• One example of how data can be stored in different formats in two different sources is entering phone numbers online. If there are no instructions then it is hard to decide whether they want your phone number to have dashes or not. A way to reconcile this conflict is by providing the dashes where people would enter their number.

  • An example of data being presented in two different ways would be when looking at roman numerical system. Similar to military time the roman numeral system presents values in a different form (III = 3, V=5 ,X=10,etc.). This system is still used in many books where the book contains a pre-face which authors number that section of the book with roman numerals so the reader doesn’t get confused as to where the actual story starts.

  • One case of information that can be entered/put away in two distinctive ways is true/false or male/female reactions. You can either compose the entire word, or utilize normal condensing, for example, T/F and M/F. To accommodate this, you would need to ensure that the two distinctive ways level with each other, for example, T=True or M=Male. This is additionally like utilizing shortened forms for different words, for example, Mon for Monday, Tues for Tuesday, et cetera.

  • An example of data in different formats was during my internship when describing products of origin from different plant locations in our WMS. In one column the format was PalletID-PlantLocation-ManufacturingDate while in another column it was ManufacturingDate-PalletID-PlantLocation. While it all was the same information, the entry was in a different order and therefore redundant. Once I understood the similarities and was confident that there wasn’t any alternative meanings, I ended up deleting one of the columns along with the other unnecessary information in order to continue on with my analysis of inventory optimization.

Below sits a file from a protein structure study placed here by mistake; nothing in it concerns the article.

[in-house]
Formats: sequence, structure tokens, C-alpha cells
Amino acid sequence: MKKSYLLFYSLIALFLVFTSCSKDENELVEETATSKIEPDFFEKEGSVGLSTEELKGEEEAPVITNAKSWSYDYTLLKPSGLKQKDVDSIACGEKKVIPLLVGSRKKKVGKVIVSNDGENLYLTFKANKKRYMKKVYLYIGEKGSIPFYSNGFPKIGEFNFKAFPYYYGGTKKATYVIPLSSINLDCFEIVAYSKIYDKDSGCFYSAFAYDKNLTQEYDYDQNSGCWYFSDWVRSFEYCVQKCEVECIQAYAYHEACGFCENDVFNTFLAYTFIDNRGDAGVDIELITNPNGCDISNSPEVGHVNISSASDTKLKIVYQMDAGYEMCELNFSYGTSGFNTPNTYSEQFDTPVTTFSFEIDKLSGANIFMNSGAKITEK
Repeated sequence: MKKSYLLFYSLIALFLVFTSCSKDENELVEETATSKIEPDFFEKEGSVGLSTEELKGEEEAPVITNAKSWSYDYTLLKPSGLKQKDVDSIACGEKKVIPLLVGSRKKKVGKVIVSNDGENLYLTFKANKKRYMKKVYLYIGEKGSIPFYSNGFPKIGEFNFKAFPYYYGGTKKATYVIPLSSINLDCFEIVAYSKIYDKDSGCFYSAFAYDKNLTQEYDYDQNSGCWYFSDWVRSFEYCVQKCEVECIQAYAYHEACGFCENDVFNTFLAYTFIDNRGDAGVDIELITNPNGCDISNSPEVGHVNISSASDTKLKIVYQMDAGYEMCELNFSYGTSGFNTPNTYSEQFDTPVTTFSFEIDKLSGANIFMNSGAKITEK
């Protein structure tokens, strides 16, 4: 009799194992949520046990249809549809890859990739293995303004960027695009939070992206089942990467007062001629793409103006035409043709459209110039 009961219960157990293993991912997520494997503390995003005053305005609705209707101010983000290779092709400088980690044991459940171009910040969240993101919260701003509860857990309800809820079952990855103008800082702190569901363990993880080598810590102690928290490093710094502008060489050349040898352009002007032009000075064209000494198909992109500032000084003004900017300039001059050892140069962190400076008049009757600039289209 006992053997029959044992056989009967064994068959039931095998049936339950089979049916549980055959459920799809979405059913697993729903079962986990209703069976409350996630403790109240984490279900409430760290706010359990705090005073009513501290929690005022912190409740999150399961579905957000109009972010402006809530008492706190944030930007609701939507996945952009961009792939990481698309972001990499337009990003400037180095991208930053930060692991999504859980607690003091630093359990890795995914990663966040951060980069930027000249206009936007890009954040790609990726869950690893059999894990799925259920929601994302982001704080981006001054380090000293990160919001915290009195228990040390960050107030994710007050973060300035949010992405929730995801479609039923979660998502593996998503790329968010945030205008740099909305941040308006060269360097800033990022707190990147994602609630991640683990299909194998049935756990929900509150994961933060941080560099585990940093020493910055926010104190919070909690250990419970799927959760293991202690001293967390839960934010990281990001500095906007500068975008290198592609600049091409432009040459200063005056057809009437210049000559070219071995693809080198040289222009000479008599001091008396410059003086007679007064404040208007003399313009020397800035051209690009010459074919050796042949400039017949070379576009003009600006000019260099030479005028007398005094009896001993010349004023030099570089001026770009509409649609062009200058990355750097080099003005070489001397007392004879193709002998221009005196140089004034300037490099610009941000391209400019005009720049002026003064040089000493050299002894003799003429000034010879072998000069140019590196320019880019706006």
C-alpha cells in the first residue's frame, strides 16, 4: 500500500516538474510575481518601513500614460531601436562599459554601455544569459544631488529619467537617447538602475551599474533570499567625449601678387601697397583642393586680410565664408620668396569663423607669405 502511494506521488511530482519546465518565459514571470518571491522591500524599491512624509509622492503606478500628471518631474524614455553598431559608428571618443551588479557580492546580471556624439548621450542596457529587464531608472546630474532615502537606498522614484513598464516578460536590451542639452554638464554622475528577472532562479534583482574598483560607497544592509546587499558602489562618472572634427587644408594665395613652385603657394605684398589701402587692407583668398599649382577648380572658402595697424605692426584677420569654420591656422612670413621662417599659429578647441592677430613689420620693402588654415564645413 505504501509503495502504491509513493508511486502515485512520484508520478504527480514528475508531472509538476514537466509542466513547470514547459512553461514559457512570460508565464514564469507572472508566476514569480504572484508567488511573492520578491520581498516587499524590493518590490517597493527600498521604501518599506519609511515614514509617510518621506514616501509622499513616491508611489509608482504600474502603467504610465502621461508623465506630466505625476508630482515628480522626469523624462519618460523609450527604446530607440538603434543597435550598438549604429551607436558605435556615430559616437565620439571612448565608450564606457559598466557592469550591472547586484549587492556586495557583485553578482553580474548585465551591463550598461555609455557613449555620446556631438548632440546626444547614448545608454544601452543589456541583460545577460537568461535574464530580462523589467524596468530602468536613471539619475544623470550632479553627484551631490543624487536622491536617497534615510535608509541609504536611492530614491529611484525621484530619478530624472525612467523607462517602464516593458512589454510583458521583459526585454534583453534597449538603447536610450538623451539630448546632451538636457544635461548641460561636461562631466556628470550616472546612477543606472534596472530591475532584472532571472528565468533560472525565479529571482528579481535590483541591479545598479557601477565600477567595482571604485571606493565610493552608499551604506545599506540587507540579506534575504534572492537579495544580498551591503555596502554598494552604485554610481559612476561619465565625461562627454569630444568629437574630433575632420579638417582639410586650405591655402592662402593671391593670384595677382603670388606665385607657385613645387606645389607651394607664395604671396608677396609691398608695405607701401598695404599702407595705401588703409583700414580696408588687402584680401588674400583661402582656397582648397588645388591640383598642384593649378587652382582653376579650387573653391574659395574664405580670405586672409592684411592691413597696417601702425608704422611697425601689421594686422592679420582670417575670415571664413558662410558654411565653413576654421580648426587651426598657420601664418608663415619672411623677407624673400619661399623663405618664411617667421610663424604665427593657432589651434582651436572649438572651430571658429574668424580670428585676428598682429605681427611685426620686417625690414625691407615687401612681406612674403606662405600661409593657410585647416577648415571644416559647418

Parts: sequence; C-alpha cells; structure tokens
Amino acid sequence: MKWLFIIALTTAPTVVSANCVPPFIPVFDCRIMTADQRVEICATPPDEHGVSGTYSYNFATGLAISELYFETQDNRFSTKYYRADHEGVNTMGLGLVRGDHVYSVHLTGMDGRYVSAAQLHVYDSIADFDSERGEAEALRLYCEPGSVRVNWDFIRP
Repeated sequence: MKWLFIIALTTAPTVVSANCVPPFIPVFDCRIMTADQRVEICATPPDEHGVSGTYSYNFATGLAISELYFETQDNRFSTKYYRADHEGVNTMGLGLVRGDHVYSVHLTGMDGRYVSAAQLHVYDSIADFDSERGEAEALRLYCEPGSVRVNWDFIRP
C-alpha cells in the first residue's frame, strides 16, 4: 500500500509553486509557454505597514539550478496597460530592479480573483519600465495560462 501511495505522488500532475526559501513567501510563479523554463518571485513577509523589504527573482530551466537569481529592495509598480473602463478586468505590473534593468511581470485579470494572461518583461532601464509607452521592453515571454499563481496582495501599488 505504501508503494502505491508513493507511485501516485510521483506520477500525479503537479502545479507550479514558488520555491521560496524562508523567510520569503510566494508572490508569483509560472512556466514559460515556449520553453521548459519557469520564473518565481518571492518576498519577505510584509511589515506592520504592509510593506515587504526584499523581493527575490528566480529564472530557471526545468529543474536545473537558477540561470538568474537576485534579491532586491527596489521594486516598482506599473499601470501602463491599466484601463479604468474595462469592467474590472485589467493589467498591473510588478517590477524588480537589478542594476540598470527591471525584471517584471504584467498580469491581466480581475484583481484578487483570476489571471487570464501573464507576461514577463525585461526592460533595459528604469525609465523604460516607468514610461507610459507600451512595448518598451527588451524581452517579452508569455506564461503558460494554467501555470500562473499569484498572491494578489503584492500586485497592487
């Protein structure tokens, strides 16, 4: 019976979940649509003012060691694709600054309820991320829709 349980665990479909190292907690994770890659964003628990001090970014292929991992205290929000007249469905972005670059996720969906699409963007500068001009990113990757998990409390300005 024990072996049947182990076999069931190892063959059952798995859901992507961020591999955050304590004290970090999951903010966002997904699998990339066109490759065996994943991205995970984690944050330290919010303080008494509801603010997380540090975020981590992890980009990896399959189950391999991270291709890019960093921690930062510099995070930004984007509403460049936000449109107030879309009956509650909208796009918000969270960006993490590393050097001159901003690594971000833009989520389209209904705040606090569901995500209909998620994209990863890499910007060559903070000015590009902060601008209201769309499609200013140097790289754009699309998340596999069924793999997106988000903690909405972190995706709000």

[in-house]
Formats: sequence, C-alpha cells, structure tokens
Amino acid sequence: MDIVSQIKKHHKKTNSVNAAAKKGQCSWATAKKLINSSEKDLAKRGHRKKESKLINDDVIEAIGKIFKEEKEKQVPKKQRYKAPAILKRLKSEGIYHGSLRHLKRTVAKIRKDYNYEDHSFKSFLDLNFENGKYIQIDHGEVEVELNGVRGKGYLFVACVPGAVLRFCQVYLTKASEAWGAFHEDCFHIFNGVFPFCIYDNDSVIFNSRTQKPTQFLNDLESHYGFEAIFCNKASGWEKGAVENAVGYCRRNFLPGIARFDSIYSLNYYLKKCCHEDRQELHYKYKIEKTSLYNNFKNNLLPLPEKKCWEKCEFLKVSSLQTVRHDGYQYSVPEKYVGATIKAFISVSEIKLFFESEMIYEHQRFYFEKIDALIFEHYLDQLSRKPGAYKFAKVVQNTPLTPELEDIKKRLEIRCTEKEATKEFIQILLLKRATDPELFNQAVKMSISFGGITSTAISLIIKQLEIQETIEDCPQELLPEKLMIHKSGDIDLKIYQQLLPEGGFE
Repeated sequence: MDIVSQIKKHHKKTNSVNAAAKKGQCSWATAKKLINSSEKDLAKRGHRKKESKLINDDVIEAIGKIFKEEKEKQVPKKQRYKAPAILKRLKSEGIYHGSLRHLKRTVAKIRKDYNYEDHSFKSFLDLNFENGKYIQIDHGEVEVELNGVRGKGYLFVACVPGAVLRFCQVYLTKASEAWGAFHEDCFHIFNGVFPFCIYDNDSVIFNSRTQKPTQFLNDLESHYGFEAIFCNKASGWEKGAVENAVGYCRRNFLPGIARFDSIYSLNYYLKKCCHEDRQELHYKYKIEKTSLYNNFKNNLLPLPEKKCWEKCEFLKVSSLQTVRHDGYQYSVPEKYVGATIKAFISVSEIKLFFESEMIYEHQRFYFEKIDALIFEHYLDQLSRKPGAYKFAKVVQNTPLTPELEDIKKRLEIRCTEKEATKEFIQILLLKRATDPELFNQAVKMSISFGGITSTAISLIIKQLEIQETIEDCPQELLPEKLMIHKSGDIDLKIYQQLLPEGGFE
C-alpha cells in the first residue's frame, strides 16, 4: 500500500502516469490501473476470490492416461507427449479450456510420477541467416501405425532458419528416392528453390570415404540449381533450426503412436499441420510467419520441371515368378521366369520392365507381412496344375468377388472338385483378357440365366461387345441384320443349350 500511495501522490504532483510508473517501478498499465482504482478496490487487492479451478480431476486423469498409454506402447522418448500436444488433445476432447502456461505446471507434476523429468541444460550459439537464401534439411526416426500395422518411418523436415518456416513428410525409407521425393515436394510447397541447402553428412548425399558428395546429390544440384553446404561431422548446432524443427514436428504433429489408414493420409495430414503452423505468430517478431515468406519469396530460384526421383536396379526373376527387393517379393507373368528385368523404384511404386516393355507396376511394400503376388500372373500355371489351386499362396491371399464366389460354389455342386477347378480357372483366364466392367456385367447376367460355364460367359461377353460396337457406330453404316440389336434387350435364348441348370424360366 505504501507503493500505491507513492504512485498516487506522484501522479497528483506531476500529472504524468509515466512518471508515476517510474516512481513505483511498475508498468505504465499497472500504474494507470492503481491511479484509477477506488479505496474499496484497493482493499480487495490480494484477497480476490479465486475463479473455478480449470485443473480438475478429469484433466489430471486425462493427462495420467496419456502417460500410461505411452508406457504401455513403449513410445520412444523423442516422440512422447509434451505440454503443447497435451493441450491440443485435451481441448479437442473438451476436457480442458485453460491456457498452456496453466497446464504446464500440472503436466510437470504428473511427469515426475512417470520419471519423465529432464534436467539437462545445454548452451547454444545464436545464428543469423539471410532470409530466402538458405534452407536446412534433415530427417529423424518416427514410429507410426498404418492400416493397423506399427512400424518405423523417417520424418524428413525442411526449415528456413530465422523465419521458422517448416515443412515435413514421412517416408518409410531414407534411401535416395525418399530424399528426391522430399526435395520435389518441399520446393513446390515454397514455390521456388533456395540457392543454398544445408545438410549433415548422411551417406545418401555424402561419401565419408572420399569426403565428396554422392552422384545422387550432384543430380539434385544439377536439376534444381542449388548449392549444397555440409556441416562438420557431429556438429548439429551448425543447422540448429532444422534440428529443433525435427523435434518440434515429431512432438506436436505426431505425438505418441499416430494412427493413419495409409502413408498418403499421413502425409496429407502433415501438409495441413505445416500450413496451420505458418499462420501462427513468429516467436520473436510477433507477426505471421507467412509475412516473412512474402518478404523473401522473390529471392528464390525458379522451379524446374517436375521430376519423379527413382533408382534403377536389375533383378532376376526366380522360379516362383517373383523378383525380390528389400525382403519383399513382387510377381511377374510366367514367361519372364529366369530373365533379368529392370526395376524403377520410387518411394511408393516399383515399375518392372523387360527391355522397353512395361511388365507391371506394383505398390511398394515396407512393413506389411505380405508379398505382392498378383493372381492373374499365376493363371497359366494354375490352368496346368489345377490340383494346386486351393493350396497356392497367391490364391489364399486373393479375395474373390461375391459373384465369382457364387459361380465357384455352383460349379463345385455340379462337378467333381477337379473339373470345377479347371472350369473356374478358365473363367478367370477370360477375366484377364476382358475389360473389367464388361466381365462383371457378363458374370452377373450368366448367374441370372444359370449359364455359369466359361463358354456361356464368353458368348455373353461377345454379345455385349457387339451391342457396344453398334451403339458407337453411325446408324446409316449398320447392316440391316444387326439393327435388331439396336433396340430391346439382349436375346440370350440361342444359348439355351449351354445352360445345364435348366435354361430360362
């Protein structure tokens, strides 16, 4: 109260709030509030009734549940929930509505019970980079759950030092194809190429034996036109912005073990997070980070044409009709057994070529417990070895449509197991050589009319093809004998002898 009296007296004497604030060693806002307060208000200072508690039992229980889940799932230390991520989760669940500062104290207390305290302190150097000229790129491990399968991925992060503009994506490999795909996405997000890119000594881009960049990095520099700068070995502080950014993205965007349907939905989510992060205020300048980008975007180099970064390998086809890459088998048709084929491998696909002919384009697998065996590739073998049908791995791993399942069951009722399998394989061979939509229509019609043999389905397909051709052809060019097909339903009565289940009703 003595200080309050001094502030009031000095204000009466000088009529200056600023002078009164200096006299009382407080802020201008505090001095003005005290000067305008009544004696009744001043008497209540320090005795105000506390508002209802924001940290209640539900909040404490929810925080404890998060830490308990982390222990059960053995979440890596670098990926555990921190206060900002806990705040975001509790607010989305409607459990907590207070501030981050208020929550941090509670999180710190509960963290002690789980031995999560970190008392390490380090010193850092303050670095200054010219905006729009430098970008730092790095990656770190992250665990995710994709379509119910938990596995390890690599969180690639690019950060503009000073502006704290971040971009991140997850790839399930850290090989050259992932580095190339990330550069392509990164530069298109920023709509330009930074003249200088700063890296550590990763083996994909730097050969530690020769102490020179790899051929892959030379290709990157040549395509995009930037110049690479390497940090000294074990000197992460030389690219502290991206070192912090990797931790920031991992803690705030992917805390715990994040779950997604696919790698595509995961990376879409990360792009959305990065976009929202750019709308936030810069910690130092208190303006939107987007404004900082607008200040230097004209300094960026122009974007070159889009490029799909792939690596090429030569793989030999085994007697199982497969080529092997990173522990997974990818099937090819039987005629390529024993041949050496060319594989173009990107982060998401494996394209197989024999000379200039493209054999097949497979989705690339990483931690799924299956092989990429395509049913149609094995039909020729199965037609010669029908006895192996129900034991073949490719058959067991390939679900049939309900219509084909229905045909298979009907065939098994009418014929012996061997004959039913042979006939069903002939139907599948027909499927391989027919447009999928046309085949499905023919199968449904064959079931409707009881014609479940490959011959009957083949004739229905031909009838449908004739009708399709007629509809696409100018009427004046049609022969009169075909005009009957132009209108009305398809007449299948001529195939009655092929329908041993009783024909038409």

• a way that data can be stored differently is measurement. The metric system is used in other parts of the world, but not in the states. When I go to the gym here, the plates have 45 on them (lb), but in Asia, the plates are 22 (kg). In competitions and records in different parts of the world, the same data may be presented in different numbers

  • The model and the sizes data differences. In amazon, different clothes and shoes have different sizes in accordance to the shape. Moreover, in the electronics section, the model type would change in accordance to the model differences.

  • One example of how data can be stored in different ways is your TUID with dashes after the 3 numbers and without the dashes.

  • An example of how data can be stored in different formats in two different sources is the time difference between west coast and east coast in the US. I often have conference calls with some professionals on the west coast such LA, Santiago, which are 3 hours behind Philadelphia. So it’s important for me to specify the time for different locations and avoid the error and misunderstanding we have in the data.

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Where and when do we meet?
Alter Hall 232
11:00 - 12:20 Tuesdays and Thursdays
Office Hours
David Schuff (instructor):
10:00-11:00, Tuesdays and Thursdays
Speakman Hall 207G and email (see my site)

Nodir Zakhidov (ITA):
Monday: 1:00-2:00
Wednesday: 1:00-2:00
Speakman Hall 207 and email (see his site)